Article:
Inflation? Not with a 50% discount to every consumer item and an additional 50% discount at note signing for homes powered by solar or other non-fossil fuel sources (same second 50% discount for all products that reduce CO2 emissions). Incentivize price stability with tax breaks, punish monopoly price cutting and unjustified price increases made without actual cost increases and create the department of the bully pulpit to castigate “those anti-social commercial decision makers for trying to greedily destabilize the new abundant and ecologically sane system” and if they persist in trying to do so “you’re going to lose your 50% discount/rebate privileges, baby.”

      MMT, Financial instability hypothesis, financial parasitism? Great reform ideas. Wisdomics-Gracenomics? The new paradigm vision of economics and the money system. Wake up and stand up on your own hind legs and demand it.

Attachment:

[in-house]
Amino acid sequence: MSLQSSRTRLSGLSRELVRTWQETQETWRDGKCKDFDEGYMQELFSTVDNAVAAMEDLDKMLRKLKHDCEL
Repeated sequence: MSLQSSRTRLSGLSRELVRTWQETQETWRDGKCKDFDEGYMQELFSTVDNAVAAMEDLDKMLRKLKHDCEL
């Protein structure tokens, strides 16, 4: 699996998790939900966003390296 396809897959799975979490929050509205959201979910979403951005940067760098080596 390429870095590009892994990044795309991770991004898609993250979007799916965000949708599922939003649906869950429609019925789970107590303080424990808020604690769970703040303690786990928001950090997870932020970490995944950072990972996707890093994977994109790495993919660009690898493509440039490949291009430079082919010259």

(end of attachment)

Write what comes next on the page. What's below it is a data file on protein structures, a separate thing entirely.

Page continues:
2. Craig
    May 17, 2019 at 11:51 pm

    The paradigm change of Wisdomics-Gracenomics and its policies and structural changes IS THE QUINTESSENTIAL CULTURAL/PATTERN CHANGE. It’s good, it’s WAAAAY GOOD for everyone and every agent EXCEPT private finance. It doesn’t reform and tweak problems it resolves them in the way paradigms do, by complete inversion/transformation of current
    realities.

    If the erudite economists, pundits and small to medium sized
    business community would simply look at the temporal, empirical and problem resolving effects of its policies (particularly the way it can get us “off the dime” toward the implementation of positive ecological effects with the double 50% discount/rebate policy for non-fossil fuel consumer purchases and the ending of the idiocy of financing for ecological sanity being “too expensive”) ….then WHAT IS THERE TO ARGUE ABOUT? ESPECIALLY WHEN THE ALL THE REFORMERS CAN COME UP WITH IS FAR LESSER BUT ALIGNED REFORMS????

    Think about it.

  3. Ken Zimmerman
    May 23, 2019 at 1:19 pm